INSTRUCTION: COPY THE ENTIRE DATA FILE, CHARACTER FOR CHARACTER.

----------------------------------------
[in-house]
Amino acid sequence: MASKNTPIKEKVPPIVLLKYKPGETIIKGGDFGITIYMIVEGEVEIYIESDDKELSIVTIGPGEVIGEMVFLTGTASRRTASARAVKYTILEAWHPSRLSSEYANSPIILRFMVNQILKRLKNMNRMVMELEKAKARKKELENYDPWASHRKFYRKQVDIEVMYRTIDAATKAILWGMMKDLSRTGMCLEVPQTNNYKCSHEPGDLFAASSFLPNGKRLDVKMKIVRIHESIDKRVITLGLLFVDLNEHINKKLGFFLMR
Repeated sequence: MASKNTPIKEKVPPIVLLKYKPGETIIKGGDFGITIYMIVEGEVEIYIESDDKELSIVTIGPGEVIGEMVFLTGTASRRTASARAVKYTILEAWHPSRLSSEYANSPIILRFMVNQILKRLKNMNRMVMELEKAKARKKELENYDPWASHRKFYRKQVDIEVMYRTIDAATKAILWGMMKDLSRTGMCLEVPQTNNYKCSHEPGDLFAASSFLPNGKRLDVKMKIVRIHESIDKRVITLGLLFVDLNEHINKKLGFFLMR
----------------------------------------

[in-house]
Amino acid sequence: MASKNTPIKEKVPPIVLLKYKPGETIIKGGDFGITIYMIVEGEVEIYIESDDKELSIVTIGPGEVIGEMVFLTGTASRRTASARAVKYTILEAWHPSRLSSEYANSPIILRFMVNQILKRLKNMNRMVMELEKAKARKKELENYDPWASHRKFYRKQVDIEVMYRTIDAATKAILWGMMKDLSRTGMCLEVPQTNNYKCSHEPGDLFAASSFLPNGKRLDVKMKIVRIHESIDKRVITLGLLFVDLNEHINKKLGFFLMR
Repeated sequence: MASKNTPIKEKVPPIVLLKYKPGETIIKGGDFGITIYMIVEGEVEIYIESDDKELSIVTIGPGEVIGEMVFLTGTASRRTASARAVKYTILEAWHPSRLSSEYANSPIILRFMVNQILKRLKNMNRMVMELEKAKARKKELENYDPWASHRKFYRKQVDIEVMYRTIDAATKAILWGMMKDLSRTGMCLEVPQTNNYKCSHEPGDLFAASSFLPNGKRLDVKMKIVRIHESIDKRVITLGLLFVDLNEHINKKLGFFLMR